The scheme is slated to start on April 1st and will provide funds to remodel refugee camps with protected spaces for women and children, the Ministry for Families, Seniors, Women and Youth (BMFSFJ) said in a statement on Thursday.
“Unfortunately we know that children and women in the camps are not safe from abuse and sexual assault. That's why we have to make sure that they're protected,” junior minister Ralf Kleindiek said.
“Not only measures regarding staff, but also structural measures have to be implemented such as lockable accommodation units and separate sanitary facilities.”
“For the children and adolescents we also need designated rooms to enable play and learning,” he said.
On top of the loans, the ministry plans to co-operate with UNICEF to train staff and provide information to people in over 100 refugee facilities.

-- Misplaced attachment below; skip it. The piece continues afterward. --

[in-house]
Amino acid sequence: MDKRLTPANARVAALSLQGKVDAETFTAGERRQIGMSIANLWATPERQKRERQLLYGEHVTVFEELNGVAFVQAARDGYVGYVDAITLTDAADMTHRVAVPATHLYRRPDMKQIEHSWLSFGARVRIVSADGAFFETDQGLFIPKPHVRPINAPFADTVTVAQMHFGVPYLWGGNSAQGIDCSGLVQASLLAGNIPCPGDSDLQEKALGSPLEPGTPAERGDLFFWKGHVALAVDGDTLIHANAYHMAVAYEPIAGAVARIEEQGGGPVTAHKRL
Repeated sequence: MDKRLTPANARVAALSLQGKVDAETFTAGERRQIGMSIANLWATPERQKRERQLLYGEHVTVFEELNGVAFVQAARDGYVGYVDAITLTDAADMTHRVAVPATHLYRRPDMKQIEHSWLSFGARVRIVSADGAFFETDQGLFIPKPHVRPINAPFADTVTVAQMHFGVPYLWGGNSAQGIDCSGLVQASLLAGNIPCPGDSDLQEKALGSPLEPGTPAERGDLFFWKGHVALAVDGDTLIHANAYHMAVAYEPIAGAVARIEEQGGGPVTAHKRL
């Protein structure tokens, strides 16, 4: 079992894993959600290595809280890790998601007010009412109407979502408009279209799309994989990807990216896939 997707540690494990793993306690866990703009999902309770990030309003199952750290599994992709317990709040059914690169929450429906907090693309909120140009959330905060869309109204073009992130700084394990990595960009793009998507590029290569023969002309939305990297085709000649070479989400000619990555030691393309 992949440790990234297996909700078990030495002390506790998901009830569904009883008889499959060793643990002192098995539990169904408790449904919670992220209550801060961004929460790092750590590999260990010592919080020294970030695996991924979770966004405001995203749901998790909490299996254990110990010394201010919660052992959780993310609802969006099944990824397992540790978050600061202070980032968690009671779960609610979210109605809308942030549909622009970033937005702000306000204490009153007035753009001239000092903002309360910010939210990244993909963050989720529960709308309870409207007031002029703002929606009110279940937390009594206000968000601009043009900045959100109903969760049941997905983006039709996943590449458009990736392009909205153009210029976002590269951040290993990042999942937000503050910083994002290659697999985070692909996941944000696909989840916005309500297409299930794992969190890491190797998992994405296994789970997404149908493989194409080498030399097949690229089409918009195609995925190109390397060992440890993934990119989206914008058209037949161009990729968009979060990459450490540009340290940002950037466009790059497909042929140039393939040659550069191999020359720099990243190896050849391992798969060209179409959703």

And €4 million will be spent on specialist centres to provide counselling and other services to survivors of trauma and torture.
The dark figures of sexual abuse
In 2015 alone, Germany registered 1.1 million newly-arrived asylum seekers as Chancellor Angela Merkel kept borders open while many of the country's EU neighbours were closing theirs.
But living conditions and protection for refugees in the Federal Republic have not always lived up to the rhetoric about welcoming those fleeing war and persecution.
Germany faces two investigations by the European Commission for failing to implement EU guidelines by last summer, reports online news agency euractiv.de.
Though neither BMFSFJ nor the Federal Criminal Agency (BKA) provide figures on the incidence of sexual abuse in German refugee camps, there is anecdotal evidence of large numbers of incidents.
In a camp in the Hessian town of Gießen, 15 cases of sexual assault against women had been reported by September 2015, according to Die Welt.
“So far, we only know about individual cases. But we assume that there is a number of unreported cases,” BMFSFJ spokesperson Verena Herb told The Local.
“Many of the women in the camps are scared to speak out about what is happening – many of them are for example scared to be sent back home because of it.”
By Max Bringmann